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The IL-33/ST2 pathway contributes to intestinal tumorigenesis in humans and mice.

Oncoimmunology (2016-03-05)
Kirsten D Mertz, Lukas F Mager, Marie-Hélène Wasmer, Thore Thiesler, Viktor H Koelzer, Giulia Ruzzante, Stefanie Joller, Jenna R Murdoch, Thomas Brümmendorf, Vera Genitsch, Alessandro Lugli, Gieri Cathomas, Holger Moch, Achim Weber, Inti Zlobec, Tobias Junt, Philippe Krebs

Colorectal cancer (CRC) develops through a multistep process and is modulated by inflammation. However, the inflammatory pathways that support intestinal tumors at different stages remain incompletely understood. Interleukin (IL)-33 signaling plays a role in intestinal inflammation, yet its contribution to the pathogenesis of CRC is unknown. Using immunohistochemistry on 713 resected human CRC specimens, we show here that IL-33 and its receptor ST2 are expressed in low-grade and early-stage human CRCs, and to a lesser extent in higher-grade and more advanced-stage tumors. In a mouse model of CRC, ST2-deficiency protects from tumor development. Moreover, bone marrow (BM) chimera studies indicate that engagement of the IL-33/ST2 pathway on both the radio-resistant and radio-sensitive compartment is essential for CRC development. Mechanistically, activation of IL-33/ST2 signaling compromises the integrity of the intestinal barrier and triggers the production of pro-tumorigenic IL-6 by immune cells. Together, this data reveals a tumor-promoting role of IL-33/ST2 signaling in CRC.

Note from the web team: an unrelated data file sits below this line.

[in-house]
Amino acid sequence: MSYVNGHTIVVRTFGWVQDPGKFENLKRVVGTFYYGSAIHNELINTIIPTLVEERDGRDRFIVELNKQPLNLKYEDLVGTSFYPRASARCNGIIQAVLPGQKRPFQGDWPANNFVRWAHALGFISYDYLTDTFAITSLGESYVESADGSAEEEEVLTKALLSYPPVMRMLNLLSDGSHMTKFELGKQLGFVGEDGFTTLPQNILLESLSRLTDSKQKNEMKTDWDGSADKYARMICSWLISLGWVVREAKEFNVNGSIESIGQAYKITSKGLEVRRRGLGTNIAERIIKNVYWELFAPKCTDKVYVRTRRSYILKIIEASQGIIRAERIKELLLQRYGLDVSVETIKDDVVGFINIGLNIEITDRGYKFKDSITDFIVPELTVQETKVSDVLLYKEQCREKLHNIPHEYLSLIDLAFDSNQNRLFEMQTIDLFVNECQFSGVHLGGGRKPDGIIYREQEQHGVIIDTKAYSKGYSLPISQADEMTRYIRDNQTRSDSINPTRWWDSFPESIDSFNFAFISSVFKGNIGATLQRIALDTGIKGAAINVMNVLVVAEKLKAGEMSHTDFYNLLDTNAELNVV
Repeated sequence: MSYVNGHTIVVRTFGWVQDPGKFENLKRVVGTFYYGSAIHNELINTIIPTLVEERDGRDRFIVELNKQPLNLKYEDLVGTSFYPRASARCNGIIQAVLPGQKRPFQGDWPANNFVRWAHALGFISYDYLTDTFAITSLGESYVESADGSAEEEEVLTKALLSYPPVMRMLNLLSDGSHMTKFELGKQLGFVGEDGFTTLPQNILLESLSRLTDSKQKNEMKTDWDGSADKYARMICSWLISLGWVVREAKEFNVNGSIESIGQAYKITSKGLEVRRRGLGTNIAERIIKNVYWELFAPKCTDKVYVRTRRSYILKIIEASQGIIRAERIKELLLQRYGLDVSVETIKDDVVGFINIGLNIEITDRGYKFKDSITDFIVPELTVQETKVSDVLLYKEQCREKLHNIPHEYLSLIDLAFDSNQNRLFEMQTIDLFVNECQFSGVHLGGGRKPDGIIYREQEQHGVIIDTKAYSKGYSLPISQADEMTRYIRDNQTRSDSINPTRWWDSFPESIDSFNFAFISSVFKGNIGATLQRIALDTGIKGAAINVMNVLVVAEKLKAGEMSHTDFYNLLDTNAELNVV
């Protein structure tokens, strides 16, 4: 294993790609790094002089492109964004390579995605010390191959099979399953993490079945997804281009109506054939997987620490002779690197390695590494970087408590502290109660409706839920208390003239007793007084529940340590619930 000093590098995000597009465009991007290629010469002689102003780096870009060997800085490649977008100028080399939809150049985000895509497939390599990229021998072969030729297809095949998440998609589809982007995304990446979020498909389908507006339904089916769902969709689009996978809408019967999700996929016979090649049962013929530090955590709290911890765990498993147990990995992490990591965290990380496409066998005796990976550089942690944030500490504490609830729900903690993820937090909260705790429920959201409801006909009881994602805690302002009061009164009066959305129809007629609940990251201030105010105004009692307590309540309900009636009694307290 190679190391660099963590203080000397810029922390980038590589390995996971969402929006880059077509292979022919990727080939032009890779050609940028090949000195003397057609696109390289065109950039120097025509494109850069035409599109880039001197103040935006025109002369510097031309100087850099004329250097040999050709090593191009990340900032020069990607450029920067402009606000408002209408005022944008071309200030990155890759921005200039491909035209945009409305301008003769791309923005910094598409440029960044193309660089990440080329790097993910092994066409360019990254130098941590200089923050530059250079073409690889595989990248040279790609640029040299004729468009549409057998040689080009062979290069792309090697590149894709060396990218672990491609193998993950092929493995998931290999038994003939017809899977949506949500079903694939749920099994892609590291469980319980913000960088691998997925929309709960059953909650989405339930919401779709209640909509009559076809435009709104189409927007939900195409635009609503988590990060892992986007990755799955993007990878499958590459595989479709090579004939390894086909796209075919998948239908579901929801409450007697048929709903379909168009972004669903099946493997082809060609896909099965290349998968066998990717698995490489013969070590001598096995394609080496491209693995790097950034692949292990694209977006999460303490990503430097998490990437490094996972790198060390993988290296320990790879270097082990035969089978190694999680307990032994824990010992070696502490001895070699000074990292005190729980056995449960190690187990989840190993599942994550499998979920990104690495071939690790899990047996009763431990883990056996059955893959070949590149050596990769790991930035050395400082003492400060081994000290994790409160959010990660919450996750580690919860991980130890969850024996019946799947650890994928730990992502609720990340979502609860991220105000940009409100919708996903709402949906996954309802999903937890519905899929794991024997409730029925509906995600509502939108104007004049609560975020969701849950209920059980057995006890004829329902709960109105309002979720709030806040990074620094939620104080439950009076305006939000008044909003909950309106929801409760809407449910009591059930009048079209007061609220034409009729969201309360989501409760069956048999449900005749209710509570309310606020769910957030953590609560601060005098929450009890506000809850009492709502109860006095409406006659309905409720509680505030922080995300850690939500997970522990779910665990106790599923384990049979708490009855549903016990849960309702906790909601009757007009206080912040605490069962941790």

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Product Description

Anti-ST2 antibody produced in rabbit, affinity isolated antibody, buffered aqueous solution